Ian Macfarlane says a carbon tax, will increase the cost of electricity to consumers, and it will increase the cost of petrol to motorists.

See here.

If the price of saving hundreds of species of shell fish and the Great Barrier Reef is an increase in the cost of electricity and fuel there is no choice.

We must save the reef!

Reef and drought etc - Four corners

John: Four Corners tonight is covering these issues if you get a chance to watch it. This assumes you do not live on a desert island somewhere!

90% of NSW and large swathes of QLD are still in drought, and without rain in the next month much of the grain crops will again be lost or substantially reduced. I note those next to us are already wilting on the plains out here from moisture stress, with those further south just getting going, very late, with the odd shower or two. Our average rainfall used to be 19-20 inches out here, but in the past six, now going on seven years, we have had between 8-15 inches and are still in drought. We now no longer expect it to rain. We just assume that it will not and have reduced carrying capacity accordingly.

I note Sydney is now looking at the aquifers – those that are not polluted, that is. One wonders when people will really wake up to the water catastrophe this country is fast heading into. Aquifers, like dams, require rainfall to replenish. People seem to forget that small fact. Bores in some areas are already dry.

Concerning re-afforestation and land clearing, there is a lot of aggro in NSW over the new property vegetation requirements under the new Native Vegetation laws. There are trees and there is scrub. Until the difference is understood this issue will not be resolved. Preserving or allowing native scrub to invade open grasslands protects neither diversity nor the soil, and certainly reduces productivity of such land to zero with property devaluation the natural consequence. If the Government wants farmers to shut up large tracts of their land to allow scrub to grow back, thus rendering it valueless, then adequate compensation should be paid. Phil Kendall talks about theft. Well if your asset is to be locked up for the environment, thus losing 80% or more of its value, is that not a form of theft? It is not so long ago that farmers were only allowed to buy/lease western land, provided they followed a clearing program and brought it into productivity! They did this at enormous cost.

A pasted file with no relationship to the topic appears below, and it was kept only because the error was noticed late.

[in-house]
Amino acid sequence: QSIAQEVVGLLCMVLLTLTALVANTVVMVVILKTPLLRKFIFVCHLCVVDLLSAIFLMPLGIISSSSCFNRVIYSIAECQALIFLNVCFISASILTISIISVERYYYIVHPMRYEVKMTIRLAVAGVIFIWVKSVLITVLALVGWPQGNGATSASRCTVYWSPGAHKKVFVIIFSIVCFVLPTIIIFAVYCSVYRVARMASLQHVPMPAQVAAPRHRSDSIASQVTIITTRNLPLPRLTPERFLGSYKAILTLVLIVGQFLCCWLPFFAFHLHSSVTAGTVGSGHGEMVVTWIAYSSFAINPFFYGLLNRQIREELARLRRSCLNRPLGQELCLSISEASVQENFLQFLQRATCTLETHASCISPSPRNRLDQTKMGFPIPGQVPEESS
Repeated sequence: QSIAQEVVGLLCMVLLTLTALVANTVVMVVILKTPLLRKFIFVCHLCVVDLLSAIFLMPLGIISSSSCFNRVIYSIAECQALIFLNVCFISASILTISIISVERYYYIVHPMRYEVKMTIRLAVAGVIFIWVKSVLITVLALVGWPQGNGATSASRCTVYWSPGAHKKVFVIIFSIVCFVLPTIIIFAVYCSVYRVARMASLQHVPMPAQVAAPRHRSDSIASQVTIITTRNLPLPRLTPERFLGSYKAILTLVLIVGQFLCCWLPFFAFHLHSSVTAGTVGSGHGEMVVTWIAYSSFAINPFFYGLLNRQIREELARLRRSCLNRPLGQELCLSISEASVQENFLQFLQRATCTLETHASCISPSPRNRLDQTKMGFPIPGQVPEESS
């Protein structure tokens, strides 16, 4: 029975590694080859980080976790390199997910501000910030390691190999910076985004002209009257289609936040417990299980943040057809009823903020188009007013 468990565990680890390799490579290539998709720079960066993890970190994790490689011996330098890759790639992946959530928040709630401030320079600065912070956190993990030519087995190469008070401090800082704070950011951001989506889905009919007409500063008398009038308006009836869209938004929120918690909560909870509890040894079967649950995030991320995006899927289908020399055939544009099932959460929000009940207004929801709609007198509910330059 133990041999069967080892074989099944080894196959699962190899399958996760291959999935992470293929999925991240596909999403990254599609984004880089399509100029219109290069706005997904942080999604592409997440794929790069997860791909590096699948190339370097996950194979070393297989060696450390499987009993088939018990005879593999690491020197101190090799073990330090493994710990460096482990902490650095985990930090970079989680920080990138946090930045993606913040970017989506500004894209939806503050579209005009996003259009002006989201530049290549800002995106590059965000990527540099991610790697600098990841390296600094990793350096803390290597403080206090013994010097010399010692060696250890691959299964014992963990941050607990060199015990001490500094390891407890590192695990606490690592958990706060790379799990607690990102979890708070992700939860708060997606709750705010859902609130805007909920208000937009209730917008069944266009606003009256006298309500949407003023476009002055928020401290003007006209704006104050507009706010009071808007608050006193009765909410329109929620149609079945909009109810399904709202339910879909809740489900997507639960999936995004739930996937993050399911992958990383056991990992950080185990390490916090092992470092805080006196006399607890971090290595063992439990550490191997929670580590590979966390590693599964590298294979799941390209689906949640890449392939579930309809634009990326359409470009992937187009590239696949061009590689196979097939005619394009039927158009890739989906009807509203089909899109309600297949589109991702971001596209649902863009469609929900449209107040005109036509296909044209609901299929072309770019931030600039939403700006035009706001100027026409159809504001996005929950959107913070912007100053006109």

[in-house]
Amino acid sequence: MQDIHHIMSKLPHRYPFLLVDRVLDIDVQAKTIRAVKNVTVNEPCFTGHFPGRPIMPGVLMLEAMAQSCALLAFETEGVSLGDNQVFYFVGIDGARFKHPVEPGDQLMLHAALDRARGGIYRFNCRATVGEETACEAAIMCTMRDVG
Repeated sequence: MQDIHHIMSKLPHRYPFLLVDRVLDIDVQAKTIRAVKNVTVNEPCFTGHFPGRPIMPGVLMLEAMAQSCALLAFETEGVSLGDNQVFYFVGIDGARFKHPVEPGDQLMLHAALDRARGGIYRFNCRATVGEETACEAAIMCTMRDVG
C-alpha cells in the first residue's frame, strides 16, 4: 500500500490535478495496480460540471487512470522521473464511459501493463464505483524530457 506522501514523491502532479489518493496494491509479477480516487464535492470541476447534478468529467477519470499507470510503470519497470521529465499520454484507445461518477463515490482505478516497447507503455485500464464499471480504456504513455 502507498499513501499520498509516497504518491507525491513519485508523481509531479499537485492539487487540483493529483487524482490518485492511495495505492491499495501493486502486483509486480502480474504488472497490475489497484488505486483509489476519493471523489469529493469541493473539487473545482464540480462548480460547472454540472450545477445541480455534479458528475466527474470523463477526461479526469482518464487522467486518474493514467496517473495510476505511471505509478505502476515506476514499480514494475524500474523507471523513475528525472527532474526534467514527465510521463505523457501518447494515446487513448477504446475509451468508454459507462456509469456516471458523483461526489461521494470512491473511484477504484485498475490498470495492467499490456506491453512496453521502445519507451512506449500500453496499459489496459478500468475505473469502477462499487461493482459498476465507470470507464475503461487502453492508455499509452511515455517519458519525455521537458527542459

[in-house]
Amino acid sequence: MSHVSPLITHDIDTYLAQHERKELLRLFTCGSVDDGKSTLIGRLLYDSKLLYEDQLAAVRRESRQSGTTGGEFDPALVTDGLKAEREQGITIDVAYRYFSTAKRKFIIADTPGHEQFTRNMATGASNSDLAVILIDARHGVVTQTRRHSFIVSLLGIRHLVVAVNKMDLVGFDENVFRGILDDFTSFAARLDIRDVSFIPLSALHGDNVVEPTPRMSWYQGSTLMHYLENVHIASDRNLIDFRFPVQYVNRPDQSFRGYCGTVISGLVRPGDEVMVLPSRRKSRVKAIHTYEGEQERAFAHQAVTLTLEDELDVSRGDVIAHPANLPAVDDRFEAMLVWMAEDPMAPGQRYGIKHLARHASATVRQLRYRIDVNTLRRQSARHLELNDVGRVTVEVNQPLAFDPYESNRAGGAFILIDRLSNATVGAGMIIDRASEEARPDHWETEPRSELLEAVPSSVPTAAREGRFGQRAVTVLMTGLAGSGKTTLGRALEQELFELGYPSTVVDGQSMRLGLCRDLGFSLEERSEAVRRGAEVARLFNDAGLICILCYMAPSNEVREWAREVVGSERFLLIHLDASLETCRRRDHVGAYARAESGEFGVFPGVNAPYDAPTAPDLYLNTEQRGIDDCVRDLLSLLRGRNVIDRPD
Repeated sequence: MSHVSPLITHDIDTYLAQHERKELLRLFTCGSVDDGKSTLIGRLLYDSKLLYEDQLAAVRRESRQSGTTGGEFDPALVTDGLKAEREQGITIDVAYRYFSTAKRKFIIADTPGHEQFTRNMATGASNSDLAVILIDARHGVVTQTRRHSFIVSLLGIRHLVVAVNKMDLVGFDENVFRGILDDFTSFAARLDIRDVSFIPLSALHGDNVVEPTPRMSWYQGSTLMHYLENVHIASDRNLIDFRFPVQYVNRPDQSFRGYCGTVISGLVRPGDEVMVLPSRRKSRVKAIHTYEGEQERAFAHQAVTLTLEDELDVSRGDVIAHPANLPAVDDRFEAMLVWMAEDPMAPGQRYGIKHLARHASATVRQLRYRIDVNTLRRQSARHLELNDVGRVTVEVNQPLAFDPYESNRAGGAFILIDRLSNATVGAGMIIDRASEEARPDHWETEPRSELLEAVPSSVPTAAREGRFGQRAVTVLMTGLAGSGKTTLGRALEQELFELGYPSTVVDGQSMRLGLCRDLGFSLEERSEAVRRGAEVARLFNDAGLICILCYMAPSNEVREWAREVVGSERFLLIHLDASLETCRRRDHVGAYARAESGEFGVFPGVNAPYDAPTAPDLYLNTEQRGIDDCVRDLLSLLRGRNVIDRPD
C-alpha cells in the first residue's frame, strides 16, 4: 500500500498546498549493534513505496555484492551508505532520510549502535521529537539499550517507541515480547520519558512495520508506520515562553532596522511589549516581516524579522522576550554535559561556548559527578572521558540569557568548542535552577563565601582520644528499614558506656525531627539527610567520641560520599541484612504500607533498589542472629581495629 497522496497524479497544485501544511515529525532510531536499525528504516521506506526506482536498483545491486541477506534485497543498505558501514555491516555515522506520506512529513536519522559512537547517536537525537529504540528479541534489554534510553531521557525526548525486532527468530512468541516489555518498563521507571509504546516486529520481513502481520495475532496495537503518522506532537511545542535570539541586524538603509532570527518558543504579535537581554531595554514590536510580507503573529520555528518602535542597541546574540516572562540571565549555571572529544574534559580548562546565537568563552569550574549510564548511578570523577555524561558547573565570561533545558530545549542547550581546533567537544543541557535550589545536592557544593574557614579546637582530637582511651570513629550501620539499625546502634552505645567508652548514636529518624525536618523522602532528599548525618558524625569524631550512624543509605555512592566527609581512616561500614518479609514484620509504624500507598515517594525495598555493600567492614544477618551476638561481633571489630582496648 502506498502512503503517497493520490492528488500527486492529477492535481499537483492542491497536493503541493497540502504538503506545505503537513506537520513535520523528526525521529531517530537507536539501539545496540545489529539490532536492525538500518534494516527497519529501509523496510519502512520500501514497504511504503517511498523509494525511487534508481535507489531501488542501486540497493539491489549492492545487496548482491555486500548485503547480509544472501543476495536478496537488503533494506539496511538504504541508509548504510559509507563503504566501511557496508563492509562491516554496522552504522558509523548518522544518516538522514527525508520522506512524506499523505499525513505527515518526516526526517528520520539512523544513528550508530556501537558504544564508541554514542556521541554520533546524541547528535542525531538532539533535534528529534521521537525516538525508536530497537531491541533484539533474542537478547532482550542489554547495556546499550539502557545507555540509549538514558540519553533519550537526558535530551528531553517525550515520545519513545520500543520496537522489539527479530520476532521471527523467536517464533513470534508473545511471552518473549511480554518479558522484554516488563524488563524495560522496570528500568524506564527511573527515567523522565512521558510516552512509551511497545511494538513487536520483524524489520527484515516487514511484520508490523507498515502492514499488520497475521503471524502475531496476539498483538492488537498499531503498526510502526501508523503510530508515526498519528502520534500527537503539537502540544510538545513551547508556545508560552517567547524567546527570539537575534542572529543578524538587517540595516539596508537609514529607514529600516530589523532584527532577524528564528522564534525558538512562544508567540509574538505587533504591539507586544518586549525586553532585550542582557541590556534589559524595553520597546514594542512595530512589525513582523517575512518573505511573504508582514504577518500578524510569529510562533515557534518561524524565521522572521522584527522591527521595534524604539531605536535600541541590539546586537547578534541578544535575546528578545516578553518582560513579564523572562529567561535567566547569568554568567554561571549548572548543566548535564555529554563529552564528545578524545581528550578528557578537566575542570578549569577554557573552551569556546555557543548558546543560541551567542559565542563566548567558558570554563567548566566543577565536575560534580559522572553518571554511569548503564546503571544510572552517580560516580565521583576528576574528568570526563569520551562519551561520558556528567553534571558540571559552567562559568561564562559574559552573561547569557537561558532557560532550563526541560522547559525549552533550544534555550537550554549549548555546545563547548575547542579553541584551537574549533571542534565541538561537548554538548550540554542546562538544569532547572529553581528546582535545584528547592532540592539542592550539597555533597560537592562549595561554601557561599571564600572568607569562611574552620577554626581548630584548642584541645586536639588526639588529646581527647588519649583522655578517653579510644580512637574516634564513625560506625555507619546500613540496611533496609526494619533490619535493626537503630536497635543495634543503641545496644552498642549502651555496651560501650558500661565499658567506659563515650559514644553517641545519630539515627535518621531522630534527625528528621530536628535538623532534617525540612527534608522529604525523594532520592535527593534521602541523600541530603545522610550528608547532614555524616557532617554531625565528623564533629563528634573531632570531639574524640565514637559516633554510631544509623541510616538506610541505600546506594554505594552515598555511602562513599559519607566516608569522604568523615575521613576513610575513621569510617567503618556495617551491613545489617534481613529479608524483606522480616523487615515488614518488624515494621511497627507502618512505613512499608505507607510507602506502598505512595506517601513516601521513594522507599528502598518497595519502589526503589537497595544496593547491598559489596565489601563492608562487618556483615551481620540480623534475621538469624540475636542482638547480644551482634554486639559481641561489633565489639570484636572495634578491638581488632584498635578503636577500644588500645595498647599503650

So there is a real need for greater consultation to determine what exactly constitutes re-afforestation on pastoral lands. This week farmers blockaded inspectors going onto a property of neighbours and this confrontation will continue with farmer groups now springing up everywhere determined to fight what they see as unfair laws which will devalue their land in more than monetary terms.

I am not sure what benefit scrub as opposed to trees has on reducing CO2 levels. One bush that is a good source of fodder is saltbush and we are growing that successfully in trial areas and would plant it on a larger scale if carbon credits could be traded.

Just a few thoughts. Cheers.

Murray River at its lowest since records began!

The ABC is reporting that the water level in the Murray River is at its lowest since records began more than 100 years ago.  Here: http://www.abc.net.au/news/newsitems/200608/s1717177.htm

When will our Political leaders take Climate Change seriously?

The Howard government is incompetent and should be thrown out. The future of Australia is at stake.  


Sleepwalking into an Apocalypse!

"Premiers and chief ministers have released a discussion paper on a scheme to set national emission targets for the three main greenhouse polluting gases - carbon dioxide, methane and nitrous oxide. But Mr Howard has told Parliament the proposal would cripple the resource industry, cause jobs to disappear and impose even higher fuel prices. " According to ABARE [Australian Bureau of Agriculture and Resource Economics], a 50 per cent cut in Australian emissions by 2050 would lead to a 10 per cent fall in GDP, a 20 per cent fall in real wages, a carbon price equivalent to doubling of petrol prices and a staggering 600 per cent rise in electricity and gas prices," he said.”

Here: http://www.abc.net.au/news/newsitems/200608/s1716573.htm

“Planetary changes which were supposed to occur toward the end of the century, according to scientific computer models, are actually happening today. Dr. Paul Epstein, a leading climate researcher at Harvard Medical School, citing the rapid intensification of storms around the world, said: "We are seeing [storm] impacts today that were previously projected to occur in 2080." Other examples include: